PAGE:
Customers are also given options to choose the relevant accessories to go with each outfit such as tengkolok, long necklace, sampin and capal.
“We have ready-made bridal wear for women but it’s limited to only kebaya Riau with kain selisih and optional vintage accessories like veils with heritage embroidery such as keringkam, dokoh (traditional necklace), gold-plated bangles, silver belts and velvet slippers with songket embroidery,” says Putri Eliza.
Warisan Angsari offers outfits that do away with the features or factors that make wearing them a hassle and rigid in the first place.
The apparel comes with affordable price tags and with exceptional quality to match. For instance, a basic set of ready-made baju sikap made of cotton retails at RM230, while a basic set of custom-made baju layang of Baron-weaved fabric retails at RM300.
“To make the outfits more practical to wear, we use comfortable materials such as Baron and cotton. We also work with fabrics featuring more modern motifs or patterns.
“Rather than asking customers to learn the techniques to roll or fold the sarong, we offer improvised versions — like an instant tengkolok or ready-made kain selisih — to make them easier to wear,” says Putri Eliza.
Most of the fabrics are sourced from Indonesia. The fine workmanship is carried out by expert seamstresses both from here and in Indonesia.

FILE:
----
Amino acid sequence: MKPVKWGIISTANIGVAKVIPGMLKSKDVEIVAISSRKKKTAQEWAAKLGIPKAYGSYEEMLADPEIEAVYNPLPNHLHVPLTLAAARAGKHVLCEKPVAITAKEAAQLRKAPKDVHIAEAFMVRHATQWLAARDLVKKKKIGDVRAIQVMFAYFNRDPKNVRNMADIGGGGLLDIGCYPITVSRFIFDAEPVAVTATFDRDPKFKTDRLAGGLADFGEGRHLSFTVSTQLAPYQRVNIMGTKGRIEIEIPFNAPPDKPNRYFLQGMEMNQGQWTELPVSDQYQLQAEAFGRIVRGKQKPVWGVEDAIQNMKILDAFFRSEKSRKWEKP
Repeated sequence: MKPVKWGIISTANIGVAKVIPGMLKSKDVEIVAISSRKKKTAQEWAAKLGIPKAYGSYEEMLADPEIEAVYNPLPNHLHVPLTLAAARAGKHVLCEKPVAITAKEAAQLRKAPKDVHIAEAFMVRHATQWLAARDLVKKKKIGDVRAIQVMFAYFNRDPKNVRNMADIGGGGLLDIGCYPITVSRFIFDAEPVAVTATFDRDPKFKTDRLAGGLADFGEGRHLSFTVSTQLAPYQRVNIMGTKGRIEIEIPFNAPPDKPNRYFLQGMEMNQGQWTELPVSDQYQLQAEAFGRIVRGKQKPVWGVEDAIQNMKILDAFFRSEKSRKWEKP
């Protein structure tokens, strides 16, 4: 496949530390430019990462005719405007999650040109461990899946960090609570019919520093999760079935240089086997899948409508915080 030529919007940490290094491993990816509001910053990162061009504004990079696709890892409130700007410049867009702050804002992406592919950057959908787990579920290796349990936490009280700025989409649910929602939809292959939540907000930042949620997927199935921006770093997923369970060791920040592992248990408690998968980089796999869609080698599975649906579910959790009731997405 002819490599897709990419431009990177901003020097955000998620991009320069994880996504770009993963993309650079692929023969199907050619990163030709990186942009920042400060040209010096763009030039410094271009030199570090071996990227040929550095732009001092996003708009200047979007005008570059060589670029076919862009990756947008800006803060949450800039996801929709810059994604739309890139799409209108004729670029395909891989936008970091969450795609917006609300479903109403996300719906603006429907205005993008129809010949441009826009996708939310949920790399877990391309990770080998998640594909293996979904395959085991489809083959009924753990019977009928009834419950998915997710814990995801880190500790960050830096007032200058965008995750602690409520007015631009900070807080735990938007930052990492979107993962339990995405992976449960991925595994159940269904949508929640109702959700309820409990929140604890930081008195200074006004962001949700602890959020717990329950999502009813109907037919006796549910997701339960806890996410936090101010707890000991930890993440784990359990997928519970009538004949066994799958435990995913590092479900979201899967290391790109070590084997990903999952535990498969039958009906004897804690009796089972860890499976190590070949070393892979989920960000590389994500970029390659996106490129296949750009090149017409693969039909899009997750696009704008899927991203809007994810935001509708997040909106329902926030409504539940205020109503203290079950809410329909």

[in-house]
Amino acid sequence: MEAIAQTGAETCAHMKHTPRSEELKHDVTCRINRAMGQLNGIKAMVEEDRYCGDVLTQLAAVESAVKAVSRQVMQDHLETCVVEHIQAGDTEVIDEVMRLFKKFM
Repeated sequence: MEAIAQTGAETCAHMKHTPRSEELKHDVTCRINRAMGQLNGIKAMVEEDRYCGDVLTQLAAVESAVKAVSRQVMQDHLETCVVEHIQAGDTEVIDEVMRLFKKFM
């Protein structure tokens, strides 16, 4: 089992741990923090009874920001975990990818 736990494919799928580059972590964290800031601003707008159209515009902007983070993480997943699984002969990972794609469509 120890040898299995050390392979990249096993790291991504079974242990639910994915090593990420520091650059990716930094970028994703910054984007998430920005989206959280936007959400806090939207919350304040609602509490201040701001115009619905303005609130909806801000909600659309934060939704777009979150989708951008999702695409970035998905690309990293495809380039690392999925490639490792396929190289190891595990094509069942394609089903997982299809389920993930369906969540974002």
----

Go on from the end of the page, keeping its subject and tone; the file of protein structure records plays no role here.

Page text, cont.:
Putri Eliza says they make sure that the unique elements of traditional fashion masterpieces are well-preserved in each design.
“We carry out thorough research, even referring to experts in traditional heritage and history,” she says.
To maintain the brand’s exclusivity, the company is very selective in taking orders.
“There are customers keen on making outfits from our materials but insist on their own designs or cut.
“We don’t cater to that because what matters most to us is the original cut and patterns. We value principles or philosophy behind every detail. That’s the beauty of the legacy,” she adds.
With Instagram and Facebook as its main marketing platforms, Warisan Angsari’s customer base is growing positively despite it being barely a year in the fashion scene.
“More young customers are coming to our boutique. Many of them are just curious about how to wear traditional outfits — which is a good sign,” says Putri Eliza.
“To educate our customers about our culture and heritage by making traditional masterpieces trendier and more versatile is always at the core of our business.
“At Warisan Angsari, we do our best to teach customers the art behind traditional outfits and the proper way to wear them,” she says.
However, the business is not free from cynical remarks especially from traditional fashion purists.
“There will always be haters and we take that as a challenge to improve.
“We know we have done something right when we see happy customers sharing snapshots of them in Warisan Angsari on Instagram or Facebook, or having repeat customers eagerly waiting for new collections.
“At the end of the day, we just want our customers to be happy and confident in what they wear, and proud of their own heritage,” she adds.